Nina Leen/Life Pictures/Getty Images

One of a series of pictures from the Dec. 11, 1944, issue of LIFE depicting a teenage girl on the phone.

One of a series of pictures from the Dec. 11, 1944, issue of LIFE depicting a teenage girl on the phone.

Nina Leen/Life Pictures/Getty Images

Teenagers listen to records in 1944.

Teenagers listened to records in 1944.

Nina Leen/Life Pictures/Getty Images

Teenagers at a party in 1947 in Tulsa, Oklahoma; LIFE reported that they "munch doughnuts and sip cokes whenever they are not dancing with serious faces to sentimental music."

Teenagers at a party in 1947 in Tulsa, Oklahoma; LIFE reported that these kids “munch doughnuts and sip cokes whenever they are not dancing with serious faces to sentimental music.”

Nina Leen/Life Pictures/Getty Images

Students dance at a Carlsbad, Calif., high school in 1954.

Students dance at a Carlsbad, Calif., high school in 1954.

Nina Leen/Life Pictures/Getty Images

A teenager sings on a street corner as part of a sub-deb social club initiation in 1945.

A teenager sang on a street corner as part of a sub-deb social club initiation in 1945.

Nina Leen/Life Pictures/Getty Images

Not originally published in LIFE magazine. Lauren Bacall at Gotham Hotel, New York, 1945.

Lauren Bacall at Gotham Hotel, New York, 1945.

Nina Leen/Life Pictures/Getty Images

Tina Myers (later known as Tina Louise, of Gilligan's Island fame) comes out at a New York cotillion in 1953.

Tina Myers (later known as Tina Louise, of Gilligan’s Island fame) came out at a New York cotillion in 1953.

Nina Leen/Life Pictures/Getty Images

Caption from the Sept. 2, 1946, issue of LIFE: "[French actress] Barbara [Laage] wears suit with no fear of disaster, except in a rough surf because it has been tied on with good strong knots."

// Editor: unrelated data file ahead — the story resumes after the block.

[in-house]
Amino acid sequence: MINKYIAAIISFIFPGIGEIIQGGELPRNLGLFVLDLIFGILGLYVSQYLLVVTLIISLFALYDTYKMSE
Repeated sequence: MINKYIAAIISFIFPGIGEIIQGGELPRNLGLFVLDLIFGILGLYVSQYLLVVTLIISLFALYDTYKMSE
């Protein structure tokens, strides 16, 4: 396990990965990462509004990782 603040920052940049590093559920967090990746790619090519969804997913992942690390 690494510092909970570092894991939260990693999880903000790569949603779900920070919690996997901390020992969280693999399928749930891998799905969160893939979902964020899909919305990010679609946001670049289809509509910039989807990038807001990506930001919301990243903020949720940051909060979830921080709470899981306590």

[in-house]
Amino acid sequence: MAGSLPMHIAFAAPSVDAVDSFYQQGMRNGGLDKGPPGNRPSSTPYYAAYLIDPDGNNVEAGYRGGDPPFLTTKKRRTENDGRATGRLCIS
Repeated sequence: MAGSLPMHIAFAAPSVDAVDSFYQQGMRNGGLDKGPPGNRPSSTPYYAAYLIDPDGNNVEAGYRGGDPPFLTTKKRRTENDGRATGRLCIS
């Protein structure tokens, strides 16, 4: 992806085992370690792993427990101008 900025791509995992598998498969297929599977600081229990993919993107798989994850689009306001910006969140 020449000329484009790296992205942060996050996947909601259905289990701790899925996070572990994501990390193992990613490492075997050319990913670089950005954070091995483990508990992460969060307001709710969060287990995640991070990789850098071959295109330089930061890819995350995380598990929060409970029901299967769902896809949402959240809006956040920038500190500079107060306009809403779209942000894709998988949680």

French actress Barbara [Laage] wore this two-piece in 1946 with no fear of disaster, except in a rough surf, because it has been tied on with good strong knots.

Nina Leen/Life Pictures/Getty Images

From a 1948 story about the Eileen Ford modeling agency. Original caption: "The Fords Ban These Poses: The deodorant ad is frowned upon as not worthy of girls' special talents."

From a 1948 story about Eileen Ford’s modeling agency, this deodorant ad pose was presented as being beneath the talents of the agency’s models.

Nina Leen/Life Pictures/Getty Images

From a 1945 story on "good grooming," the caption to this picture asserted that a "rosebud mouth is especially bad on round faces."

From a 1945 story on “good grooming,” the original caption to this picture asserted that a “rosebud mouth is especially bad on round faces.”

Nina Leen/Life Pictures/Getty Images

Cover of the Feb. 25, 1952, issue of LIFE. The coverline of the issue: "News in Gloves."

The cover shot of the Feb. 25, 1952, issue of LIFE. The coverline of the issue: “News in Gloves.”

Nina Leen/Life Pictures/Getty Images

From the August 23, 1943, issue of LIFE and a story about "amateur vs. professional ways of achieving a summer coiffure."

From a story in the August 23, 1943, issue of LIFE about “amateur vs. professional ways of achieving a summer coiffure.”

Nina Leen/Life Pictures/Getty Images

From an April 20, 1942, LIFE story about proper skirt-hem lengths.

From an April 20, 1942, LIFE story about proper skirt-hem lengths.

Nina Leen/Life Pictures/Getty Images

From a story on the Ringling Bros. Circus in the April 4, 1949, issue of LIFE. The caption for this picture: "Nothing but circus all day every day is the happy fate of these two performers' tots, who sit around the big tent watching as the pretty Miss Lola practices on a tightwire and an acrobat balances an odd contraption on his feet."

In 1949, these two children of circus performers watched Miss Lola practice on a tightrope while an acrobat (on his back) balanced a contraption on his feet..

Nina Leen/Life Pictures/Getty Images